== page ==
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2:37 PM Sun, Sept. 23rd

Women in Song: Celia, McNamara headline opening night of summer-long concert series

Les Stukenberg/The Daily Courier<br>
Annabeth McNamara was an easy choice for event organizer Tom Agostino, who viewed her video for about a minute before signing her up. <b><a href="http://www.youtube.com/watch?v=RoX0plpq4Pw&feature=youtu.be"target="_blank">Click here to view video</a></b>

Les Stukenberg/The Daily Courier<br> Annabeth McNamara was an easy choice for event organizer Tom Agostino, who viewed her video for about a minute before signing her up. <b><a href="http://www.youtube.com/watch?v=RoX0plpq4Pw&feature=youtu.be"target="_blank">Click here to view video</a></b>

PRESCOTT - Inspiration is not a difficult thing for Annabeth McNamara.

"I could just write a song every day," McNamara said recently as she talked about her budding music career.

A self-described "Indie folk creatrix," McNamara came to folk music in a circuitous fashion.

With a focus in integrated arts at Prescott College, she never really studied music exclusively. But she had been playing the piano since age 8, and she was raised by musical parents.

Ultimately, she found her "indie" voice and created a music video as a part of her senior project at Prescott College. Now, with seven months of touring Europe as a folk musician behind her, McNamara is focusing on songwriting and performances at local venues.

Her songs will be on display Saturday night, when she joins headliner Celia and fellow folk performer Alexa MacDonald in the "Women in Song II" concert, the first installment of this summer's Folk Sessions at the Highlands Center.

They may have come to folk music through different avenues, but the women performing at the Folk Sessions this weekend exhibit a common love for the art.

Headliner Celia remembers attending Irish festivals with her mother while growing up in

Wisconsin.

"I was a step-dancer," Celia said this past week in a telephone interview from the road. She also played the piano early on.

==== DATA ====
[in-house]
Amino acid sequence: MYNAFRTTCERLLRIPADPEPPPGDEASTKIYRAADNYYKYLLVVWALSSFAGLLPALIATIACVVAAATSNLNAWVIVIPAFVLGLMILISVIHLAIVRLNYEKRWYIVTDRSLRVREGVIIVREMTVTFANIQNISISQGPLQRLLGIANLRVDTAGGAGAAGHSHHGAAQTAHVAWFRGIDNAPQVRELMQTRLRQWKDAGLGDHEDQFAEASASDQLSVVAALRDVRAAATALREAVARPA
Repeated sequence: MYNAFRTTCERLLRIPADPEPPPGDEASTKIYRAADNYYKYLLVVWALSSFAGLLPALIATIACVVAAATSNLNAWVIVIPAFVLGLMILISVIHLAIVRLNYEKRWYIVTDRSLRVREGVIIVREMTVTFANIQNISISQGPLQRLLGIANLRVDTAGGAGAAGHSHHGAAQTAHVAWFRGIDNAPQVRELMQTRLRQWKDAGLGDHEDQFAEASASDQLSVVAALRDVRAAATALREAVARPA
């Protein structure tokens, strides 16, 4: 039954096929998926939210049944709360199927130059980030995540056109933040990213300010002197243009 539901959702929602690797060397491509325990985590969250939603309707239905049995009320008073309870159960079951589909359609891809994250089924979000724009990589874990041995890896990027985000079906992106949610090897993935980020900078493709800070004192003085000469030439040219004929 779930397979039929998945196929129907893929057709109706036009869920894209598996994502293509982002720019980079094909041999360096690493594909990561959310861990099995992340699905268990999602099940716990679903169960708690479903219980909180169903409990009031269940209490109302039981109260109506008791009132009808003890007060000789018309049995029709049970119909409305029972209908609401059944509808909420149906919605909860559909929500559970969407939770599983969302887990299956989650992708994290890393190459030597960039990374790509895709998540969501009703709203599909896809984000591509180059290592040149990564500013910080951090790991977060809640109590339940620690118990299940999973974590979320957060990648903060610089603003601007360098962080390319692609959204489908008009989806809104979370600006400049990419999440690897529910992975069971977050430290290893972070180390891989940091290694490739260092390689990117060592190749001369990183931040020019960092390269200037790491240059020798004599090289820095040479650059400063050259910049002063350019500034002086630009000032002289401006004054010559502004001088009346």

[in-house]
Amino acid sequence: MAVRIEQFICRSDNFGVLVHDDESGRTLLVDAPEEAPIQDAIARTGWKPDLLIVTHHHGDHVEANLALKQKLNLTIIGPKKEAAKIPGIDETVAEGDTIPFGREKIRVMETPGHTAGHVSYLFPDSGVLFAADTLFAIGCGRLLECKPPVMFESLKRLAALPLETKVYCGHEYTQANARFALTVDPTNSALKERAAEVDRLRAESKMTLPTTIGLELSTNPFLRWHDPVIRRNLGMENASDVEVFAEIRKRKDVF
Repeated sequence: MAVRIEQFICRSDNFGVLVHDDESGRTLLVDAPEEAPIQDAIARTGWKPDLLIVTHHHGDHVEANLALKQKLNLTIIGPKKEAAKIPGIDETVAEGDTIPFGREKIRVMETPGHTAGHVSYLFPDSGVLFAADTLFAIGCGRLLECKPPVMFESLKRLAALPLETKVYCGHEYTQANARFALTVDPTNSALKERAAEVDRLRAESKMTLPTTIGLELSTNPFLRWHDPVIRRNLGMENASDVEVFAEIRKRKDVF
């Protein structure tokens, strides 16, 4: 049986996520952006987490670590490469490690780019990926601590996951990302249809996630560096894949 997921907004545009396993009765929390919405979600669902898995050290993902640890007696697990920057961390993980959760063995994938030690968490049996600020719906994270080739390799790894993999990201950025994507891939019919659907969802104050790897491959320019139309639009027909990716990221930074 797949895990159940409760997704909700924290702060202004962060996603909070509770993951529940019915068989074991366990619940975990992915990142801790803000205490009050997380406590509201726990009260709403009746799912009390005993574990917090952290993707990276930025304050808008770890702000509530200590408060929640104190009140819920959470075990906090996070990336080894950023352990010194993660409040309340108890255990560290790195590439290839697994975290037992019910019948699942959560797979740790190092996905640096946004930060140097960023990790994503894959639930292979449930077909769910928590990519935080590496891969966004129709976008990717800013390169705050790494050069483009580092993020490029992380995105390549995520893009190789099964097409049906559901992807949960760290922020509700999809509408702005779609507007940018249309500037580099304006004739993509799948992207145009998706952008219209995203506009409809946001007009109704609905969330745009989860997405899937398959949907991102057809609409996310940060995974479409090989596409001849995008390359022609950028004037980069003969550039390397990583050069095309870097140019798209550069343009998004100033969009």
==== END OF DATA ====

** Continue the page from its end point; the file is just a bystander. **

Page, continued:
After earning a degree in theater, Celia (who uses just her first name) combined her two loves into a show that veers from the "Celtic woman sound" to comedy to theater.

"I love to combine the silly with the sacred," Celia said, noting that her performances have been described as a cross between Enya, Joan Baez and Tina Fey. "My shows are very much like shows."

Tom Agostino, organizer of the Folk Sessions, attests to the power of Celia's shows. "Celia is an incredible live performer," he said. "One of the best I've seen."

Agostino pointed out that Celia also was the lead performer for last year's Women in Song event, and she made her mark on Prescott.

"She moved here (to Prescott) following that concert, so I thought it would be fitting that she was the headliner again," Agostino said.

Celia said she uses her Prescott home as a base for extensive traveling for shows throughout the country. This past week, she was returning from two weeks of performances in Illinois.

"I'm still thrilled to be in Prescott," she said. "There are so many good pieces there."

When she does get home, Celia said she tends to write and record, and has done limited local performances.

McNamara, on the other hand, has performed frequently at the Raven in downtown Prescott.

Agostino recalls that he was looking for a unique performer to add to the Folk Sessions lineup when he received an email from McNamara.

"She was so delightfully different," Agostino said of the 25-year-old singer and guitar and ukulele player.

After listening to just more than a minute of the video that McNamara had sent, Agostino was sold. He called her and asked her to join the Folk Sessions show.

"It was perfect timing for Annabeth to be a part of the show," Agostino said.

The YouTube video that McNamara sent to Agostino offers an engaging glimpse of her style. With a wispy voice and whimsical ukulele accompaniment, she reflects on "Home."

"Don't lose yourself," she intones to the camera, as she wanders through familiar Prescott sites at Granite Dells, Watson Lake, and the Sierra Prieta overlook.

Although McNamara's parents were from Ireland, she said it took some time for her to adopt the music of her ancestors.

"It's kind of cool that I discovered folk, discovered the music of my Irish roots through indie folk/pop," McNamara said.

Her path to folk music is not unusual among young artists, Agostino said.

"There is this whole new generation of kids Annabeth's age that came into this music from indie roots," he said. "It's so nice."

Joining Celia and McNamara will be MacDonald, a traditional folk performer who Agostino describes as "a wonderful singer and songwriter."

The "Women in Song II" event is just the first of the Folk Sessions at the Highlands Center series, which will take place on the last Saturdays of the month over the next three months at the Highlands Center off Walker Road.

The Women in Song II concert will take place at 7 p.m., Saturday. Part of the proceeds will benefit the Coalition for Compassion and Justice's Community Circles.

Future Folk Sessions at the Highlands Center include:

• 7 p.m., July 28 - AMAZ Radio All-Star Revue '12, with Joe Bethancourt, Linda Bilque & friends Jim Pipkin, and Three-Legged Dog.

• 7 p.m., Aug. 25 - The Littlest Birds with Soul Creek.

Admission for the Folk Sessions is $12.50 in advance, and $15 at the door. Tickets are available at the

gift shop at the Highlands Center for Natural History, 1375 Walker Road, or online at www.folksessions.com.